Bullets vaporizing in mid-air

Discussion in 'Rifles, Bullets, Barrels & Ballistics' started by sandytye, Jun 16, 2009.

  1. sandytye

    sandytye Member

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    I have been having a perplexing problem with my 6mm-284. the barrel is a pac-nor 7 twist.
    The problem is that the bullets are coming apart in midair about 50 to 100 yards from the muzzle. however not all the bullets come apart. it seems that after the barrel warms up with 10 or so rounds thru it that the bullets start to come apart. barrel only has 250 rounds thru it but was doing this from new. I had a smith inspect it with a borescope and everything looked good. the first bullets i used were berger hunting 115's then 105 amax then 105 wildcats and now i am having better luck with 107 MatchKings. also some berger 115 match are on the way to try.

    I had the bergers loaded down to 2800fps and still had the problem. The 107MK are at 3100fps and i am still loosing 15% or so.

    I emailed Pac-nor and they said that conventional bullets will come apart between 280,000 and 300,000 RPM. Yet i hear of people using 6 and 7 twist barrels that are not having any problems.

    Is there something that i am missing here?
    any help would be appretiated.

    Tye
     
  2. Kevin Thomas

    Kevin Thomas Well-Known Member

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    Howdy Tye,

    Not exactly unheard of, and not too uncommon in some combinations. Berger had some problems with this some time back and have since modified their line to eliminate such problems. You've already touched on part of the answer here; heat. Eric Stecker of Berger Bullets did some very extenisive testing with MIT and high-speed thermal images of bullets in flight to determine what was causing this phenomenon. They took a serious look at the causes here, and spent the time, effort and money to do it right. It comes down to heat, migrating through the jacket and melting the core, or at least a boundary layer of it under the jacket. Once the core goes plastic or liquid, any void in the jacket will allow it to outgas, and the bullet blows. By reviewing the thermal images, Eric was able to discern the actual temperatures of various areas of the bullet in flight, and it's not what you'd automatically expect. The base, for example, stayed quite cool despite being in contact with the hot powder gases. The ogive (not surprisingly) didn't heat up too badly. The real hot spots were the meplat, due to the friction of the air and nose pressure. The worst, though, was the bearing surface, particularly where the rifling was engraved upon firing. This portion hit several hundred degrees, almost instantly. The analysis concluded that the jackets were thin enough to allow the heat to penetrate to the core, and bad things happened. To resolve this, they thickened the jackets to allow for better "insulation" of the core, and the problem now seems to be entirely resolved. Just look for the bullets that they designate as "Target" designs, and this should take care of it. Having described the causes here, you can see that very long bearing surface bullets are a potential sore spot for this condition. High velocity and pressures can aggrivate this, but they alone are not totally to blame. One of the worst examples I've ever seen on this occurred (repeatedly and very reproduceably) in a 6.5x55 Swedish Mauser. The outgassing in that combination was so pronounced that the comet tails actually cut the target at 100 yards. Despite this, few of those bullets actually blew up, at least at that distance. A hotter day, a tighter bore, a slightly larger diameter bullet and who knows. Just one of the wierd things you'll see, but yeah, they're out there.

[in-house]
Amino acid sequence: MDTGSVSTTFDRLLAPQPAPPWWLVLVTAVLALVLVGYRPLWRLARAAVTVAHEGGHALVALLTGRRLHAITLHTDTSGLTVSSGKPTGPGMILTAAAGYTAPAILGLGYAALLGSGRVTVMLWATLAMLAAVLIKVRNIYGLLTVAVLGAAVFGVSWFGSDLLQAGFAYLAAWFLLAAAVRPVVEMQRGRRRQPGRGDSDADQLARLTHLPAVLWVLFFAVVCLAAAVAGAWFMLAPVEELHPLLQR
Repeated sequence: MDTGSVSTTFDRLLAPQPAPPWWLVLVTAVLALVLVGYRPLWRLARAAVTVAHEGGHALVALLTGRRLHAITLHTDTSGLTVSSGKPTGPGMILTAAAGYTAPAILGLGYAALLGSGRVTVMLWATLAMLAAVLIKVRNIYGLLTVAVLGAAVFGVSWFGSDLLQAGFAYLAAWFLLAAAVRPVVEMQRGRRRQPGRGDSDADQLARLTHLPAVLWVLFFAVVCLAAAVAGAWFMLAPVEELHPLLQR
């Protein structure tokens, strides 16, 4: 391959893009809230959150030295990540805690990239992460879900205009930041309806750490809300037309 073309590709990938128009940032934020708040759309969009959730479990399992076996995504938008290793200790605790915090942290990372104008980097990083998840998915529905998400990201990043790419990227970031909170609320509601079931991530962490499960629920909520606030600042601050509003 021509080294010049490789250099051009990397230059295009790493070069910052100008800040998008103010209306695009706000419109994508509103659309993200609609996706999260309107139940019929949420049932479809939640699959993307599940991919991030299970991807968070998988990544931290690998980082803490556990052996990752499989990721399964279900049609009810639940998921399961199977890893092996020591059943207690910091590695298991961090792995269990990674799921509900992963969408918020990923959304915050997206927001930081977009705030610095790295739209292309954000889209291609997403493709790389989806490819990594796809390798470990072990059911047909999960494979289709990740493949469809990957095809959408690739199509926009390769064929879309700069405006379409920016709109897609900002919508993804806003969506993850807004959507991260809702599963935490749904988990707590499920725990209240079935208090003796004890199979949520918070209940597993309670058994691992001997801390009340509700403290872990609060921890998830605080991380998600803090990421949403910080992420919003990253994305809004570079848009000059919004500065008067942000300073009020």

Hope this helps, even if only to explain what's going on.

    Kevin Thomas
     

  3. sandytye

    sandytye Member

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    Kevin,
    Thanks that is the best explination that I have heard. it all makes sense now!
    it is very frustrating especially when you hear of other people not having any issues and running 1 in 6 twists.

    not sure if this may add to the problem but it is a 6 groove barrel. would a 4 groove be easier on the bullets?

    Tye
     
  4. Kevin Thomas

    Kevin Thomas Well-Known Member

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    Glad to help! As I'd said, there's some issues involved that most folks overlook. It's pretty natural to assume that it's strictly a velocity/pressure thing and let it go at that. The encounter that I described with the 6.5x55 pretty well trashed that notion, and that was with another maker's bullet, one that wasn't known for this sort of problem. So there was something else. eric finally nailed this all down, and kudos to him and the Berger crew for sharing the results. from this, yeah, I'd guess there could very well be some difference in the 6 vs 4 grove barrels. Which would be better, I couldn't say. You might discuss this with a barrel maker (it's referred to as aspect ratio by most of them) as to which is likely to cause more friction on the jacket during its passage through the bore. In the meantime, try the "Target" bullets from Berger, and that could very well solve the entire issue. I notice that you were using the "Hunting" version in your original post; these are their original design, with the old-style thin jacket.